Birds of Tokyo, one of Australia’s most popular alternative rock bands from Perth, took their name after reading an article about how there were no birds in the central business district of Tokyo because of noise and pollution. Suitably, their latest tour with Australia’s State orchestras, is called Birdsongs. The band have already performed with WASO and next travel to Melbourne and Sydney.
Birdsongs combines two musical worlds. Classical music and rock can be uneasy bedfellows and it took a while for the band to whip up the kind of intimacy and connection with the audience they crave. Initially the orchestra sounded great, if reserved, but fired and stoked the feels as the evening progressed and both parties fused. Ian Kenny, the singer, clearly relished the orchestral backing saying it was great to, ‘bust up your songs with greatness.’
Last Friday and Saturday night’s concerts on QPAC’s stage were a gift for all concerned. Fans were treated to the band’s greatest hits primped, primed and pumped with a rich sonic palette conducted by the commendable Nicholas Buc who was easeful and suave in a rock milieu. His authentic arrangements added depth and heart to the playlist although the strings are typically static and confined to simplistic bowing.
Those who love orchestral concerts but wanted time out from Mahler’s spiritual peaks and Beethoven’s growl and swagger were rewarded by hearing the QSO’s strings and brass sections deliver notable quality in an alternative genre.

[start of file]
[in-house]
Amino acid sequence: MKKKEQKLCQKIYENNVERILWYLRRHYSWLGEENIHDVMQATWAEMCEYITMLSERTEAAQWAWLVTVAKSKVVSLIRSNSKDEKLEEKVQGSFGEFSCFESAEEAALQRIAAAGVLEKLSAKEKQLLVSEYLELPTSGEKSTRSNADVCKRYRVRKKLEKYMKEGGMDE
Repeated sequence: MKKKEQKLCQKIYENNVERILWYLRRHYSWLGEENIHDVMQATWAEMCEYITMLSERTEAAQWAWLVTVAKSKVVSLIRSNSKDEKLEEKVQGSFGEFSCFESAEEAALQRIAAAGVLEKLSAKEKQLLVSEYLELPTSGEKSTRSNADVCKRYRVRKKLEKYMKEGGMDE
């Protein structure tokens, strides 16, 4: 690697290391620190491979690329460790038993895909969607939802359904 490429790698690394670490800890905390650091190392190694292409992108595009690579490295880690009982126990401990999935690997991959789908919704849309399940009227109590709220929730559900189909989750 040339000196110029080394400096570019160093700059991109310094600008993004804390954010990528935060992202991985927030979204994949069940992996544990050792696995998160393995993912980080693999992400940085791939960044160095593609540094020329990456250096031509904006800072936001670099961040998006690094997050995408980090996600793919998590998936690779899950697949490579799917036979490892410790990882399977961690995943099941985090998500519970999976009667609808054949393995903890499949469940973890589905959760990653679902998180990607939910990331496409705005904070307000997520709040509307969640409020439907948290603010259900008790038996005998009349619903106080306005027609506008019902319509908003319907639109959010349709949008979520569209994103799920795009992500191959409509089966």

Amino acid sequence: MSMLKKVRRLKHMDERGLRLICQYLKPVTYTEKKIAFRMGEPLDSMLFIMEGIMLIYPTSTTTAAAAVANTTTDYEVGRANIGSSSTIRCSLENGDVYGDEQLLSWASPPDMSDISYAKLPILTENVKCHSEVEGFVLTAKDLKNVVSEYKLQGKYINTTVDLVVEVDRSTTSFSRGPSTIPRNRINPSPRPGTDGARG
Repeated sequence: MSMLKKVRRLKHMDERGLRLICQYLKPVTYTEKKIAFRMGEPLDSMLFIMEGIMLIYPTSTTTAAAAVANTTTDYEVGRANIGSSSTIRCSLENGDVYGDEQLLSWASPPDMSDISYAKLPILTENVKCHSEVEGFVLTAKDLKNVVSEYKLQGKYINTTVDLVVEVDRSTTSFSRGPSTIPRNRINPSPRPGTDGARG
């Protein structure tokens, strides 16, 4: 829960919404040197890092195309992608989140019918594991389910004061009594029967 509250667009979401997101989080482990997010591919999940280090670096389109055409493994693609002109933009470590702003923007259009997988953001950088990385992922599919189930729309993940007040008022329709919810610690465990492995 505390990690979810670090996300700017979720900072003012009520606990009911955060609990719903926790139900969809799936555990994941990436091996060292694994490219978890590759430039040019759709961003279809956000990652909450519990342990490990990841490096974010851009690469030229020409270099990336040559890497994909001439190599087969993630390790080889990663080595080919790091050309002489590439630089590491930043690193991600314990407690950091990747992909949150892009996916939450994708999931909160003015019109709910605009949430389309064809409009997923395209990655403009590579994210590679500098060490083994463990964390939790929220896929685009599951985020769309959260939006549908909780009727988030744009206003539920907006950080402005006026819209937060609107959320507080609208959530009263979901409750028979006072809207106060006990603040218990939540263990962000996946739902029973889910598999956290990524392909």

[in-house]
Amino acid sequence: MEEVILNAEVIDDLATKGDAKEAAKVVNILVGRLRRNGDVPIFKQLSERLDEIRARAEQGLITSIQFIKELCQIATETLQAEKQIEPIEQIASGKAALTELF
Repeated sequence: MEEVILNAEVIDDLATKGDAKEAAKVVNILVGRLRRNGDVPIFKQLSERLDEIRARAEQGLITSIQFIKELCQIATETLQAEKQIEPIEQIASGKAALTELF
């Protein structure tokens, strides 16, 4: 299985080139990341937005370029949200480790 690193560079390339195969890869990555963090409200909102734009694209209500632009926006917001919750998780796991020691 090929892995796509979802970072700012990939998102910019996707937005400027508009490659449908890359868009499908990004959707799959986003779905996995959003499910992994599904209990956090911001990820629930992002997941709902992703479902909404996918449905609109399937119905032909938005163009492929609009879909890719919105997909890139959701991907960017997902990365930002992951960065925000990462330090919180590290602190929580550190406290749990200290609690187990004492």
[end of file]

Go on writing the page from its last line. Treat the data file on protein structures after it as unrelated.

As always with these mixed style concerts, and with such instrumental talent on tap, it would be great to hear a few orchestral fills. Yet, Buc did ensure there were shifts in combinations of sound and rewarding interludes when the band soloed or the singer sang with just conservatorium trained pianist and songwriter Glenn Sarangapany or guitarist Adam Spark.
The band did all they could to warm the crowd. Sarangapany stood on the piano stool to direct clapping, Kenny insisted the audience sing along. His rewarding voice is versatile and powerful and carries well over the orchestra. He gives each number his all and the playlist revealed his prowess in falsetto in the rousing ‘My Son.’
In ‘I’d Go With You Anywhere’, Kenny’s belt was underscored by a convincing jagged strings undertow and the orchestra speared visceral bite in Kenny’s soulful ‘Good Lord’ said to be about the devastating split with his wife. Surging strings suited the sentiment. A trumpeter had the final say.
All forces worked hard to entertain. As sound levels surfed the crest of a giant wave, the lighting colours changed with each new level of intensity and when a plateau of fat soupy sound was reached, the stage was washed in vivid white. At other junctures, the stage glowed red or purple or blue in ‘Lanterns’ which was a blast and concluded this fun, enjoyable concert. A satisfied crowd waved dancing phones.
Gillian Wills is an author and arts writer who has published with Australian Stage Online, Limelight, Griffith Review, Australian Book Review, The Australian, Good Reading, The Strad (UK) Cut Common, Loudmouth and Artist Profile. Her short stories have been published with Dillydoun Review, Antonym, Dewdrop, Unbelievable Stories and Hare’s Paw Literary Journal. Her memoir, Elvis and Me: how a world-weary musician and a broken racehorse rescued each other, Finch Pty was released in 2016 in Australia, America, Canada, The UK and NZ.
Birds of Tokyo with the Queensland Symphony Orchestra present
Venue: Queensland Performing Arts Centre, Brisbane QLD
Dates: 8 – 9 September 2023